However, pointing fingers at the other side twill do nothing but please the 1% who prosper in a divide and conquer environment.
    As long as one side says it IS funded by a SuperPac and the other says it IS funded by George Soros not much will change. It will take a united middle class voice to cause change.

  25. Plain Jane
    October 9, 2011 at 3:18 pm

    You might have a point, 2:43, except the Tea Party is on the side of the 1%. What part of “taxed enough” don’t you understand? They aren’t asking the government to create jobs, they don’t believe govt. CAN create jobs and they certainly don’t support any sort of stimulus (other than tax cuts which don’t) to create them. Who do you think gave the House to the GOP obstructionists, caused a downgrade of our credit rating, is demanding the layoff of more public workers than the number of private jobs that are being created? What exactly do you think we have in common again?

  26. Plain Jane
    October 9, 2011 at 3:25 pm

    Maybe you can explain why, if the Tea Party is concerned about job creation, they have embraced Cain who claims people without wealth and jobs have only themselves to blame.

  27. Tea & Cracker Party Patriot
    October 9, 2011 at 5:16 pm

    Just convince me that you are a real Christian – you know the kind that has the balls to bomb the Muslims and execute congenital criminals and keep your woman in her place- and you’ll get my vote.

    And no more handouts for those other people. You know, the ones who aren’t like us. We invaded this place its ours now.

  28. Anonymous
    October 9, 2011 at 7:23 pm

    I think you missed my point. I don’t agree with the Tea Party – quite the opposite. However, I think their anger stems from the same conditions that have led to the “Occupy” movement. I won’t try to defend the Tea Party. However, I think vilifying them and assuming they are ALL driven by a SuperPac is counter productive. Let them know we are all (the 99%) in this together. That’s my point. If you tell them they are stupid and being bought by SuperPacs they will continue to support the 1% that is actually contributing to their problems.

  29. Lost_it
    October 10, 2011 at 8:31 am
  30. Plain Jane
    October 10, 2011 at 8:47 am

    You should read the essays that TRA has posted about the studies of the right wing authoritarian follower mindset, 7:23. If they could be swayed by facts, they would have already swayed.

    Here’s an update regarding specifically the Tea Party, but the entire book is available and linked at this site.


  31. tra
    October 10, 2011 at 10:54 am

    The link P.J. posted refers to Dr. Robert Altemeyer, author, most recently, of “The Authoritarians.” The book is downloadable as a free PDF.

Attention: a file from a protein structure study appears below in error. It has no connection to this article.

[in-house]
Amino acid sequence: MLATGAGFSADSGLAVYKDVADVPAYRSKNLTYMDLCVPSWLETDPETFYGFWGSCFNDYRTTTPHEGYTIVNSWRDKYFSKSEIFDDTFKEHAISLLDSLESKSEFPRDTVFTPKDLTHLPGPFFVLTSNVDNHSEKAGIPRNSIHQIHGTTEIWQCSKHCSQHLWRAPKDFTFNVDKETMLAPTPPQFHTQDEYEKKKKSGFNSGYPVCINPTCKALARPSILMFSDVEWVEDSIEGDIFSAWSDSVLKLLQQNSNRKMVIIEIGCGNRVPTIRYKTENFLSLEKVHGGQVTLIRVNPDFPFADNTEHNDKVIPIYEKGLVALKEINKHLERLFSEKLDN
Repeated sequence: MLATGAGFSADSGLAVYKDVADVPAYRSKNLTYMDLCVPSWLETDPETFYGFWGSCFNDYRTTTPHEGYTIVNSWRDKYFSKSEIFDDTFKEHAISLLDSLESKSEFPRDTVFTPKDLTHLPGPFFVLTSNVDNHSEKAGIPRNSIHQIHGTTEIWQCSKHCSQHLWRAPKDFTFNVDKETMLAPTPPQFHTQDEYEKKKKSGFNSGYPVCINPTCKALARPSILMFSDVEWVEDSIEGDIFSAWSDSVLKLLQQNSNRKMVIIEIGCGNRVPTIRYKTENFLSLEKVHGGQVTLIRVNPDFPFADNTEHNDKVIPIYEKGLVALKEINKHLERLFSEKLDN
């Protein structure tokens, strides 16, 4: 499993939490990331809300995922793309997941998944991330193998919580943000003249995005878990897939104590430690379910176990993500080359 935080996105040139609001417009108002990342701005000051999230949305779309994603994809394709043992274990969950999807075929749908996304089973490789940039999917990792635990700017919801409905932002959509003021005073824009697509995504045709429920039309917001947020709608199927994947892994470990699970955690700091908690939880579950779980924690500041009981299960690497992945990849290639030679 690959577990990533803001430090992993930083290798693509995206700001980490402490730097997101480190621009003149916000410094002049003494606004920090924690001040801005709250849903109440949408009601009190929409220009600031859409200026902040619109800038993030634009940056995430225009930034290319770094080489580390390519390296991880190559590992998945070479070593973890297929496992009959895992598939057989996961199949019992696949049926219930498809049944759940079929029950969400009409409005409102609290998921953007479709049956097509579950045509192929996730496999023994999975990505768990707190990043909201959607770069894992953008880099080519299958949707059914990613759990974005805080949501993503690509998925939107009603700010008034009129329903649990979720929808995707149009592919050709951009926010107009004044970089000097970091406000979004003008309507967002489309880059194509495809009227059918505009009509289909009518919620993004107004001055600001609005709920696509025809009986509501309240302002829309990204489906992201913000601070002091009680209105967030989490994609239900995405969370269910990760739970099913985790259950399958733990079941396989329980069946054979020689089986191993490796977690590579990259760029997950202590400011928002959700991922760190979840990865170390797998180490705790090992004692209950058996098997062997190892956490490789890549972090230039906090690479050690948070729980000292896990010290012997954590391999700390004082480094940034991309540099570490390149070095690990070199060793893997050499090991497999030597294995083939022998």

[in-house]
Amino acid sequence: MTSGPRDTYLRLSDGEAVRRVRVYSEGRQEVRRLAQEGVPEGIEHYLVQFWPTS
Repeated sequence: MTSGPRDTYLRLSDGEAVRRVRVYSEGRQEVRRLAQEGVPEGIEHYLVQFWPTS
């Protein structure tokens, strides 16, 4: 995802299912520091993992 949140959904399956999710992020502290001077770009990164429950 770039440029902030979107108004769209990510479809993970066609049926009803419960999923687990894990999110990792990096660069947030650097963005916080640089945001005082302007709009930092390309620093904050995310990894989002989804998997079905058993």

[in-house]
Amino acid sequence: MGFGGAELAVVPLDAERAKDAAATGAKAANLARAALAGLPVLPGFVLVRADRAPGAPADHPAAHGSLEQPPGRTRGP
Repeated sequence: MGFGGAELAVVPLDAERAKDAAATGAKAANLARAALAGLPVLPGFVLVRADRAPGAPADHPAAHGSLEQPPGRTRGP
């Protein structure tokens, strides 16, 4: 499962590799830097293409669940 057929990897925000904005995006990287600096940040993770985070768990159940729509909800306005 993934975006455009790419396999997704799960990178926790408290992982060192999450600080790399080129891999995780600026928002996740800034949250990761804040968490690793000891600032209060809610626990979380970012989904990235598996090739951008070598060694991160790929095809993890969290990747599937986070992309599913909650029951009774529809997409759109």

In his essay about the Tea Party (the one P.J. linked to) Altemeyer argues that a large number of Tea Party supporters are either classic right-wing authoritarian followers (as described in his book “The Authoritarians”), or are part of a slightly different group, the “other authoritarians,” which he calls the Social Dominators.

    The Social Dominators have a generally libertarian oritentation, with a particular emphasis on opposition to any attempts to increase equality, which they see as interfering with the “natural order” of dog-eat-dog competition by siphoning off the energy of the most successful people to subsidize those who the Social Dominators see as leeches on society.

  32. tra
    October 10, 2011 at 11:11 am

    Actually it would be more accurate to describe the Social Dominators of having a “pseudolibertarian” orientation, because of their willingness to partner with the right-wing authoritarians despite the blatantly anti-libertarian tendencies of the latter group.

    Basically it’s “as long as you support economic libertarianism, I’ll go along with the culture war, police state, foreign military adventures stuff.” Altemeyer describes the Tea Party base as an “uncomfortable marriage” between those two currents in right-wing thought.

  33. tra
    October 10, 2011 at 11:21 am

    Meanwhile, the Occupy Wall Street movement may be forging its own “uncomfortable marriage” between the loosely-organized, anti-hierarchical, left-libertarian protesters who launched the movement, and more traditional “institutional left” forces, including labor unions, issue advocacy organizations, etc.

    Mitch brought this article by Todd Gitlin to my attention:


  34. Plain Jane
    October 10, 2011 at 11:55 am

    That’s a good read, Tra.

  35. phyresong
    October 11, 2011 at 5:08 pm


  36. phyresong
    October 11, 2011 at 5:11 pm

    Oops, I guess that didn’t work. How do I embed a video in a comment?

  37. Plain Jane
    October 11, 2011 at 5:17 pm

  38. Plain Jane
    October 11, 2011 at 5:21 pm

    Just pasting the link in the window works for me, Phyresong.

  39. phyresong
    October 11, 2011 at 5:29 pm

    PJ, thanks.